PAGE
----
Ginnie Hart: HA! I KNEW you'd think about that other church, Jose! grin Isn't that funny. Well, again, I do appreciate your comment and am glad you like how this one came out. It does have a different look, to be sure.
Beautiful shot Ginnie, love the sepia tones...thanks for the tips! Will also be in contact re the selective colouring!!
Ginnie Hart: Awww. Thanks, Bridge. Don't always do as I do, however. I think I tend to go about things in a round-about way. Story of my life. smile
  • paul
  • 5 Jun 2007, 12:24
splendid shot as usual Ginnie - you have a knack of bringing out the best in a building
Ginnie Hart: Very kind words, Paul. I appreciate that.
The sepia really gives the sky something extra
You are a sepia master smile
Ginnie Hart: HA! I'm not sure I'd go that far, Magnus, but I do appreciate the thought. smile
  • Jimbo
  • Dublin, Ireland
  • 5 Jun 2007, 13:47
How have I left it so late adding my voice to this chorus of admiration! Selective colouring and sepia conversion are things I've yet to try. Ginnie's work may well prove to be just the encouragement I need.
Ginnie Hart: It's funny, Jimbo, but I never did any of this till I came to SC. There has been so much inspiration here to try all kinds of things. Watch out because the bug looks like it's heading straight for you. smile
  • Louis
  • South Africa
  • 5 Jun 2007, 14:11
You got on top here like the rooster. Good for you twose. Keeps the old bones young. Like you love vanes and clocks and stuff i like these rooftop shots. The brown filter contrasts excellent with the white highlights on the dutch buildings. Excellent.

University of Leiden also quite famous. Dutch royalty's most preferred institute of tersiary learning.
Ginnie Hart: You are such a fountain of knowledge, Mr. Louis. I always love hearing from you, wondering what next will come outta your mouth! grin Thank you, kind sir.
  • Ellie
  • 5 Jun 2007, 14:19
This angle puts the whole thing into perspective, with the cathedral towering above all the others around it.

Lovely colour treatment too, now I know how you do it I still don't reckon I'll try because I'm a photoshopaphobic! wink
Ginnie Hart: It really was a whole new world up there, Ellie. You're right about the angle. The height of the church actually took my breath away.

I'm gonna write you about PS. Are you saying you have it??
  • Ruth
  • Michigan, USA
  • 5 Jun 2007, 14:36
Let me echo everyone's praise for the photo. I wonder if Leiden has an ordinance that no building is higher than "x" stories so that the view of the cathedral isn't obscured? It must be great inside with light streaming in those high windows. Reminds me of how Chartres cathedral is so imposing in its village landscape.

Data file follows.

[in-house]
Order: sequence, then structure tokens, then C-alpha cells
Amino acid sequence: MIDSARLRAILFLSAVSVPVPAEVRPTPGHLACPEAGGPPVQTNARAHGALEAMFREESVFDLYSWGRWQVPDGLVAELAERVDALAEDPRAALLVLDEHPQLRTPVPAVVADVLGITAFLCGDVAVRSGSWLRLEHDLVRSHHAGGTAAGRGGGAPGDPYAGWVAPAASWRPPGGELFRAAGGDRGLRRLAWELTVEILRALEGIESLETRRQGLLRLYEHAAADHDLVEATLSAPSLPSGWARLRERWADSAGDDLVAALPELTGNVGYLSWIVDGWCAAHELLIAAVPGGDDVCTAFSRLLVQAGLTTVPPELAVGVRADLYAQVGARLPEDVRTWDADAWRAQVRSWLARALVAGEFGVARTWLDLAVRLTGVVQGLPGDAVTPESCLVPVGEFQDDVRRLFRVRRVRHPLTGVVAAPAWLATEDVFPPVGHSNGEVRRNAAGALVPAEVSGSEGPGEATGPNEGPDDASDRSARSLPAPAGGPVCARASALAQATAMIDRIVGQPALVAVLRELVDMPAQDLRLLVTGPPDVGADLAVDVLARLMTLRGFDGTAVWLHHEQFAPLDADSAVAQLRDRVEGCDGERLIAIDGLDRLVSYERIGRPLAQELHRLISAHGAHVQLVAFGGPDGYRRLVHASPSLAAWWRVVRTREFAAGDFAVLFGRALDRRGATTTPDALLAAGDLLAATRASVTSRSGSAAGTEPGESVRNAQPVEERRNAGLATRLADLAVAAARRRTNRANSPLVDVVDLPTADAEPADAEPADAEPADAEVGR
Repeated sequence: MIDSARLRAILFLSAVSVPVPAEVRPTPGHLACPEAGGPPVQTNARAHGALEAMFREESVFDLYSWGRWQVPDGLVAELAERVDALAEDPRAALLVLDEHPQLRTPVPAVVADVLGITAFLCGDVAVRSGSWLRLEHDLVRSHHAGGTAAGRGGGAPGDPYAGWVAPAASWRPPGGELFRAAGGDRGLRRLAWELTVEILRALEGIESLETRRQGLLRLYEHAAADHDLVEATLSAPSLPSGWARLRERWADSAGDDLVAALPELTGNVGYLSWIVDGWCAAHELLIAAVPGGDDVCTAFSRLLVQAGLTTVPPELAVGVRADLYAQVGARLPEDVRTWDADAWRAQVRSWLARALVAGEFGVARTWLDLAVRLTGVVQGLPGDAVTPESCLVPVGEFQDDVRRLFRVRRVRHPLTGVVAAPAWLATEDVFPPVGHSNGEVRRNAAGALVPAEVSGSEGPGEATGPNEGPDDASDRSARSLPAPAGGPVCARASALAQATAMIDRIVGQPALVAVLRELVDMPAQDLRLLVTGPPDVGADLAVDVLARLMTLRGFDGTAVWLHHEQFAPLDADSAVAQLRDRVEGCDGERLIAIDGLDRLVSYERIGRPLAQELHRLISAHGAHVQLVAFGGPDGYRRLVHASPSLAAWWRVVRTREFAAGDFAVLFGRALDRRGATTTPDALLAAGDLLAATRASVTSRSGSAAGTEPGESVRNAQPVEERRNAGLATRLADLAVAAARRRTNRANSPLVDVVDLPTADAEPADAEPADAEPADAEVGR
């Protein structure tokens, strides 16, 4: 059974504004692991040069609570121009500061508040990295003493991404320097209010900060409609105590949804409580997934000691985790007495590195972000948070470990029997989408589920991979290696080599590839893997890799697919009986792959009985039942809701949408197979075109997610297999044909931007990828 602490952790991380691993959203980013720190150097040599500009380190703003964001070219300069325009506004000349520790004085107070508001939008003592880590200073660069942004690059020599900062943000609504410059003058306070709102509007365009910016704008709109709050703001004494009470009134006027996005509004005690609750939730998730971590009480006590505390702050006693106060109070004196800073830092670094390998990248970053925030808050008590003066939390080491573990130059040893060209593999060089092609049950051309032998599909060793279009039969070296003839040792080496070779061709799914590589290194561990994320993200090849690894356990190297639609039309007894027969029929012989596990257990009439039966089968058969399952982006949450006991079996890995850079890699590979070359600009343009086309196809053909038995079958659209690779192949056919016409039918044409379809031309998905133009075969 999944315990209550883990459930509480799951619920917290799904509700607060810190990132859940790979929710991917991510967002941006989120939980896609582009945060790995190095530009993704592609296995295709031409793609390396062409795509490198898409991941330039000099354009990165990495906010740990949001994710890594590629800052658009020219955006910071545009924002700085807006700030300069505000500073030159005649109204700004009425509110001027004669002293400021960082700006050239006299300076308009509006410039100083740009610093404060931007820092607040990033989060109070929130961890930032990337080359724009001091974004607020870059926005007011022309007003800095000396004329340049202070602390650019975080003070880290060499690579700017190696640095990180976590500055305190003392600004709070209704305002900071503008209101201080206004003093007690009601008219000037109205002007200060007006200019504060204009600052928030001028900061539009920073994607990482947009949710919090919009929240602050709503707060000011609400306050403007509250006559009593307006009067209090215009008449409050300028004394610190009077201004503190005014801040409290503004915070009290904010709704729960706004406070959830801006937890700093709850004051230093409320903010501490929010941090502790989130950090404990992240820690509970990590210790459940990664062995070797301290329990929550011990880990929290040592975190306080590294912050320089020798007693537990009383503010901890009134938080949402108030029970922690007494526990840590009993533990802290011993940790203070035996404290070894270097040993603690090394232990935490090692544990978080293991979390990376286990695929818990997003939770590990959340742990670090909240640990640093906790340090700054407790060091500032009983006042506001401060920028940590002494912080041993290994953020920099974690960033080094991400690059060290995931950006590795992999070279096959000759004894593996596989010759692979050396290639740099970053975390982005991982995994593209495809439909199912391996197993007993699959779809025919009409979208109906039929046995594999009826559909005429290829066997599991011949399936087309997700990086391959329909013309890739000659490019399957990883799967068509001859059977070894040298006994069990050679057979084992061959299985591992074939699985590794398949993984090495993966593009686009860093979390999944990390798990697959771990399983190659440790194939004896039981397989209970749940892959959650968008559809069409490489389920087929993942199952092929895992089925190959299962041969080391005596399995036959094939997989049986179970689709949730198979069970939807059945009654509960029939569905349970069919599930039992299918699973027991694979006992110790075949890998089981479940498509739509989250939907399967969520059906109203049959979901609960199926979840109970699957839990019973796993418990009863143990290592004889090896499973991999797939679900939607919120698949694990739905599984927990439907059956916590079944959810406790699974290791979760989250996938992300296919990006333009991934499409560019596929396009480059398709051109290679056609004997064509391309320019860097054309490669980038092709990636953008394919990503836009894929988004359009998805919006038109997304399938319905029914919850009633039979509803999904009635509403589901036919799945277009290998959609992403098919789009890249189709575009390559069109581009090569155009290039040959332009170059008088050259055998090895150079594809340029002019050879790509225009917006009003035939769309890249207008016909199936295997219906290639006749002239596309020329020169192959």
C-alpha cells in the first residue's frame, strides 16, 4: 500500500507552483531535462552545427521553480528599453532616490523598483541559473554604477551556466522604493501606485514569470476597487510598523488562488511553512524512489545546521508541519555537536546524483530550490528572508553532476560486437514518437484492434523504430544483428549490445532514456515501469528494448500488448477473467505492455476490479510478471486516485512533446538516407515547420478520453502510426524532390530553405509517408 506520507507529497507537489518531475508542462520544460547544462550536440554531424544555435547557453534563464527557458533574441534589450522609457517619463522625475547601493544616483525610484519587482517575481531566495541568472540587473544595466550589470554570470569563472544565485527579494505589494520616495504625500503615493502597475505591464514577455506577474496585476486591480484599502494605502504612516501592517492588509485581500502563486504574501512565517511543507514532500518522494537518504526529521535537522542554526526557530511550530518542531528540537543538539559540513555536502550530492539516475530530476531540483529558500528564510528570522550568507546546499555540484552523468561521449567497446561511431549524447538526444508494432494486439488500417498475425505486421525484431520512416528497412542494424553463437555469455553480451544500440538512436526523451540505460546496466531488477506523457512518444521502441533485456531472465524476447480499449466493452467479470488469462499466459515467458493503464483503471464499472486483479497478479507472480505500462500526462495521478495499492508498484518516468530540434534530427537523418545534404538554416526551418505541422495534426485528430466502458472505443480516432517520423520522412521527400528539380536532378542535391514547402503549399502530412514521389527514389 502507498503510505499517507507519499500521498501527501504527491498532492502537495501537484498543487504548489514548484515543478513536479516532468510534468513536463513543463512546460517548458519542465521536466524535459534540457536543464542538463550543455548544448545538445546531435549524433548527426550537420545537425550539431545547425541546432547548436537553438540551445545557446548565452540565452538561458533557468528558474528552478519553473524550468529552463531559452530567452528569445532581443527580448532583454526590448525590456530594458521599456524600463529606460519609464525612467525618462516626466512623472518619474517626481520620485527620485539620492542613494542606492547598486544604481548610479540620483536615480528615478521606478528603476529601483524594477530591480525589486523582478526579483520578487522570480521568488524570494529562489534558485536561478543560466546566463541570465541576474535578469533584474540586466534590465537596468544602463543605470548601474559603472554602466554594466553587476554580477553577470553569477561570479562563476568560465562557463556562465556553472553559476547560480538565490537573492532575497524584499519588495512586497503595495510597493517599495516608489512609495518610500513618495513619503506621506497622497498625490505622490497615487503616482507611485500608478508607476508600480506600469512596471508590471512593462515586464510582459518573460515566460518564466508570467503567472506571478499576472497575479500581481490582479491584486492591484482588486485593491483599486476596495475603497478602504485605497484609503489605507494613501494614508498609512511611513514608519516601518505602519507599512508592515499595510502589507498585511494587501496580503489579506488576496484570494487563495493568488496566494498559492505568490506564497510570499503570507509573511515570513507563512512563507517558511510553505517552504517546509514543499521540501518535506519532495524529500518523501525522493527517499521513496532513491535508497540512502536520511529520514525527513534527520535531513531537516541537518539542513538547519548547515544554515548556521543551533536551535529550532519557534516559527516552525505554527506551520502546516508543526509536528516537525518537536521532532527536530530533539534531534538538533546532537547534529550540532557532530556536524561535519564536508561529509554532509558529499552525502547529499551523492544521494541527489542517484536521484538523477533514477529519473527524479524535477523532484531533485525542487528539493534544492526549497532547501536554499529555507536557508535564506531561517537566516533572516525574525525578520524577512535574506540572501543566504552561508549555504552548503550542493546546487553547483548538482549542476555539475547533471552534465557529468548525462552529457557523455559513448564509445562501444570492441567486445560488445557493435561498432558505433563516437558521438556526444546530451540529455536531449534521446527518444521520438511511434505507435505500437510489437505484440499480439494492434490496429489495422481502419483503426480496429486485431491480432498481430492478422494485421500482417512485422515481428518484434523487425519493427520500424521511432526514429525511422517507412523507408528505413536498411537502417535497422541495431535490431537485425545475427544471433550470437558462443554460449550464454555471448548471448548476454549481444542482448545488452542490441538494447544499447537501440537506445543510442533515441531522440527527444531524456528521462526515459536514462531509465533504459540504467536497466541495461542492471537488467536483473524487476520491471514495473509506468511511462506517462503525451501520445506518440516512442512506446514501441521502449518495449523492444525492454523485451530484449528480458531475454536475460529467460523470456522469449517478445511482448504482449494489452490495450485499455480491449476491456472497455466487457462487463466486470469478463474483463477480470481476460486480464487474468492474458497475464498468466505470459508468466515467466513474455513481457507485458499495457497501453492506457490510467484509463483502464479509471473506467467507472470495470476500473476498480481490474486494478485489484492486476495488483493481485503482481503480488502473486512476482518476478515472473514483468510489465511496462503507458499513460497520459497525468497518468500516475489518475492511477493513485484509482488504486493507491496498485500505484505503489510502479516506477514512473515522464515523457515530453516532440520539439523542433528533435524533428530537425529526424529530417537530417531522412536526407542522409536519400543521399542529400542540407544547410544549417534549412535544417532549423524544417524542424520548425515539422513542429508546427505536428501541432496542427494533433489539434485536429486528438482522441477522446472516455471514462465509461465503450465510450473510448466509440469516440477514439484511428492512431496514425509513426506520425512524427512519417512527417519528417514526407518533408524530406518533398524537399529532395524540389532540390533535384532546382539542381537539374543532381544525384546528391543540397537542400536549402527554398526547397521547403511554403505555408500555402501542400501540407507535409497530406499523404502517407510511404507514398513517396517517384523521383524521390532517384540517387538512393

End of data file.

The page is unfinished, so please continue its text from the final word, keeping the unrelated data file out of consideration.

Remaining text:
It's quite fun to imagine this church being there when the Pilgrims hung out in Leiden before their trek to the New World! Reading Nathaniel Philbrick's "Mayflower" and Leiden at the same time you visited was a nice synchronicity. smile
Ginnie Hart: Awwww. Thanks, Ruth. I know that there ARE ordinances in cities throughout Europe (and in St. Petersburg, where we were last year!) about such things as the height of structures, so that wouldn't surprise me about Leiden.

After reading and hearing from you about Leiden being very specific to the Pilgrims, I've discovered many new things. In a couple days I'll be showing the town hall where Pilgrims who came to America got married before they left on the Mayflower! Talk about history coming alive. smile
Leiden is also where many of the most important discoveries that shaped modern physics were made. It is remarkable that this smallish town played such an important role in many aspects of history.
Ginnie Hart: You are so right, Martin. Their observatory is the second oldest in Europe, behind St. Petersburg's! I had no idea this town was chock full of so much! We just went there because some friends recommended it for a nice day trip, without really telling us why.
  • Suby
  • MK, United Kingdom
  • 5 Jun 2007, 17:50
Like the tone

Suby
Ginnie Hart: Thank you kindly, Suby.
  • Mal
  • United Kingdom
  • 5 Jun 2007, 18:07
the church is such a prominant feature of the image Ginnie, yet it blends into it's environment beautifully. I wish the practicing church would be so accomadating! lol

lovely image Ginnie. mal
Ginnie Hart: Better words could not be spoken, Mal. Right on!

Thank you kindly, and WELCOME BACK. smile
  • Julischka
  • the black hole where time disappears
  • 5 Jun 2007, 19:15
This perspective is astonishing. It appears to me flat like a painted picture, one dimensional. Especially if I concentrate on the church. Do you know what I mean?
Interesting effect. I can't stop looking at it. smile
Ginnie Hart: Yes, Julia, I know what you mean, and I thank you kindly!
I like the colour tone in this one, I also think the sky is very nice smile
Ginnie Hart: Thanks, Aksel. The sky seemed so strange when I did the conversion--not like normal. So I'm glad you like it. smile
Blimey Ginnie, talk abot frequent flyer!! Wonderful buildings smile
Ginnie Hart: If it weren't for Donica's FF miles, I probably would not be here today. So, yes, thank God for them!

Thanks, as always, for your faithful comments, Chris.
I am loving the perspective and of course the tones
Ginnie Hart: A sweetheart, as always, Shakara! Thanks.
  • Erika T.
  • United Kingdom
  • 6 Jun 2007, 12:02
Wow, this is really nice - it almost looks like a watercolor painting wink
Ginnie Hart: Thanks for stopping by and commenting, Erika. Welcome, again, to SC.
Hi Ginnie, like very much the colortone on this one, it gives really an old postcard aspect !

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for this photo I'm in a constructive critical comments icon ShMood©
camera Canon PowerShot S3 IS
exposure mode program mode
shutterspeed 1/400s
aperture f/4.0
sensitivity unknown
focal length 6.2mm